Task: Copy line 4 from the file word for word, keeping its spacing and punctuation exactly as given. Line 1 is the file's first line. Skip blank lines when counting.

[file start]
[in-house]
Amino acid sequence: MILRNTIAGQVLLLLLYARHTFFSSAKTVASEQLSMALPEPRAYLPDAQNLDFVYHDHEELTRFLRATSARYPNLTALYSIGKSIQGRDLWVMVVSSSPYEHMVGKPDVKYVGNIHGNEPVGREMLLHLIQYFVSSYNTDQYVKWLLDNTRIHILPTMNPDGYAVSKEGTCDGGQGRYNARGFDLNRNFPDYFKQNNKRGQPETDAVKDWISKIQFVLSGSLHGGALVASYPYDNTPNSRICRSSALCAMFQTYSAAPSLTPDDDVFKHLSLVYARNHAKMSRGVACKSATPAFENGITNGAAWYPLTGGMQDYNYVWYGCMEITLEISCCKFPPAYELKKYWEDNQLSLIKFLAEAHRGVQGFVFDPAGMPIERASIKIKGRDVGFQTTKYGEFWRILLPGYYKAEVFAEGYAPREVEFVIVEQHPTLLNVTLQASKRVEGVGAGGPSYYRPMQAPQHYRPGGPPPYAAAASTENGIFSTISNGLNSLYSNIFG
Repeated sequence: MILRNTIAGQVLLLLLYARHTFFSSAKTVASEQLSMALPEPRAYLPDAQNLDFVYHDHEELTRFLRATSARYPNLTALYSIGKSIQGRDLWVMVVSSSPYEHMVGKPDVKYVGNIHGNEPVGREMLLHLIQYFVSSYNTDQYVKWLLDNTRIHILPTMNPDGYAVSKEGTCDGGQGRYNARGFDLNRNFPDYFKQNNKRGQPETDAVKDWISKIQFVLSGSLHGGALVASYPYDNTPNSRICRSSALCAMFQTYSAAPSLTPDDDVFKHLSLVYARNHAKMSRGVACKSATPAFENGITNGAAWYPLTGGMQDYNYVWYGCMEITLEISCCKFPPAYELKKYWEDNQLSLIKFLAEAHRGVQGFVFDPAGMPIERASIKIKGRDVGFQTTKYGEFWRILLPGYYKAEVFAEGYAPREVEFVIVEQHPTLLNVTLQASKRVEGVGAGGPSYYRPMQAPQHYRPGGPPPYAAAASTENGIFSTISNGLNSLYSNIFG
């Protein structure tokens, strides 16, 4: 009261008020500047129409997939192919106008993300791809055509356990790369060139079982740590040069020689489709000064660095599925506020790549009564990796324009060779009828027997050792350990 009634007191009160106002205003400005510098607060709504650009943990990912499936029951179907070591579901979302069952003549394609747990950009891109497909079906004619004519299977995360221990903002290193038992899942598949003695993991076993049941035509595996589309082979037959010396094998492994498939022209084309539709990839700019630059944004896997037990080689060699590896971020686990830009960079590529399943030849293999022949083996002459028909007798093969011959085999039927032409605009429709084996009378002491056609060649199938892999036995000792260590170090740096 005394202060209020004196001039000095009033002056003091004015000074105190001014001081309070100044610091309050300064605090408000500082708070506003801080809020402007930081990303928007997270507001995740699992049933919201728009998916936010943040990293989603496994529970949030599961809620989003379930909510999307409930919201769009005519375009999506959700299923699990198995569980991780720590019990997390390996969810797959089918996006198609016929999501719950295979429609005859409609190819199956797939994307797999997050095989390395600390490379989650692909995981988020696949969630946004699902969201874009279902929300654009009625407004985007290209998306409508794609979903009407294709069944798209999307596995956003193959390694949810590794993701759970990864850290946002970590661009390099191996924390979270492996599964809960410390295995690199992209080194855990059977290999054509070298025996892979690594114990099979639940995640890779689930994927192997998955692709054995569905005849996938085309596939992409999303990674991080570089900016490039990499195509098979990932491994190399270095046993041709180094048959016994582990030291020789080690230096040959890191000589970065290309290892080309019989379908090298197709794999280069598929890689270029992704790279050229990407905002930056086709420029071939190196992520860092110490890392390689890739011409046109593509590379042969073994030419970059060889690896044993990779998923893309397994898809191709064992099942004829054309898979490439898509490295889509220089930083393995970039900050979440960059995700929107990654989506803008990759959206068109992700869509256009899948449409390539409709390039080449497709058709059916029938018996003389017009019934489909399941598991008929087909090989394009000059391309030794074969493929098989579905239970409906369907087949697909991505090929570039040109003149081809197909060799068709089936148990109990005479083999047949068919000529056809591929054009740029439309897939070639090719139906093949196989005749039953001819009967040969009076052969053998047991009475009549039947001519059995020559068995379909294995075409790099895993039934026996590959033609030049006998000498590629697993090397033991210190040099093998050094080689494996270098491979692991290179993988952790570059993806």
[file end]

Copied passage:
């Protein structure tokens, strides 16, 4: 009261008020500047129409997939192919106008993300791809055509356990790369060139079982740590040069020689489709000064660095599925506020790549009564990796324009060779009828027997050792350990 009634007191009160106002205003400005510098607060709504650009943990990912499936029951179907070591579901979302069952003549394609747990950009891109497909079906004619004519299977995360221990903002290193038992899942598949003695993991076993049941035509595996589309082979037959010396094998492994498939022209084309539709990839700019630059944004896997037990080689060699590896971020686990830009960079590529399943030849293999022949083996002459028909007798093969011959085999039927032409605009429709084996009378002491056609060649199938892999036995000792260590170090740096 005394202060209020004196001039000095009033002056003091004015000074105190001014001081309070100044610091309050300064605090408000500082708070506003801080809020402007930081990303928007997270507001995740699992049933919201728009998916936010943040990293989603496994529970949030599961809620989003379930909510999307409930919201769009005519375009999506959700299923699990198995569980991780720590019990997390390996969810797959089918996006198609016929999501719950295979429609005859409609190819199956797939994307797999997050095989390395600390490379989650692909995981988020696949969630946004699902969201874009279902929300654009009625407004985007290209998306409508794609979903009407294709069944798209999307596995956003193959390694949810590794993701759970990864850290946002970590661009390099191996924390979270492996599964809960410390295995690199992209080194855990059977290999054509070298025996892979690594114990099979639940995640890779689930994927192997998955692709054995569905005849996938085309596939992409999303990674991080570089900016490039990499195509098979990932491994190399270095046993041709180094048959016994582990030291020789080690230096040959890191000589970065290309290892080309019989379908090298197709794999280069598929890689270029992704790279050229990407905002930056086709420029071939190196992520860092110490890392390689890739011409046109593509590379042969073994030419970059060889690896044993990779998923893309397994898809191709064992099942004829054309898979490439898509490295889509220089930083393995970039900050979440960059995700929107990654989506803008990759959206068109992700869509256009899948449409390539409709390039080449497709058709059916029938018996003389017009019934489909399941598991008929087909090989394009000059391309030794074969493929098989579905239970409906369907087949697909991505090929570039040109003149081809197909060799068709089936148990109990005479083999047949068919000529056809591929054009740029439309897939070639090719139906093949196989005749039953001819009967040969009076052969053998047991009475009549039947001519059995020559068995379909294995075409790099895993039934026996590959033609030049006998000498590629697993090397033991210190040099093998050094080689494996270098491979692991290179993988952790570059993806």